"Forging" a new relationship with the ancient craft of blacksmithing

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Blacksmiths are a rare breed, but a woman working in Russborough House is re-igniting interest in the tradition

ON THE grounds of Russborough House in Co Wicklow, what Seamus Heaney termed “the hammered anvil’s short-pitched ring” echoes around empty outbuildings which were once hives of activity serving the commercial and domestic needs of the big house. Old carriage buildings are boarded up, while the stables and work sheds are all long since deserted.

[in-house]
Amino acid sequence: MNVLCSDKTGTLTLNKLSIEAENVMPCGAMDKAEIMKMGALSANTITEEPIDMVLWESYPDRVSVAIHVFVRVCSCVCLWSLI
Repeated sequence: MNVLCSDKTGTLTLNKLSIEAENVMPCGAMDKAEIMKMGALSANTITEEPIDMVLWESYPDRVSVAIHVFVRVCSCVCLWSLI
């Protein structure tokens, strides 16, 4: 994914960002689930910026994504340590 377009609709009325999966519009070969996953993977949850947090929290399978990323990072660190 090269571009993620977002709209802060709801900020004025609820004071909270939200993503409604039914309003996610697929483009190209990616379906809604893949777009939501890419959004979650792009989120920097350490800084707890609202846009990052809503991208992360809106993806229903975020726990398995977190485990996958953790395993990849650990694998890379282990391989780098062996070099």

All except one, that is, where one of Ireland’s only working female blacksmiths is busy firing up her hearth ahead of another day’s work. The light filters through in shafts, bringing a momentary glow to rusting tools, as the forge inhales and coughs out thick clouds of smoke. Gunvor Anhøj takes small blocks of wood, puts them on top of an aged anvil and breaks them up for kindle. An air vent overhead has been installed to fan the flames while coal and coke are the primary fuels, getting the temperature in the hearth to over 1,500 degrees Celsius....

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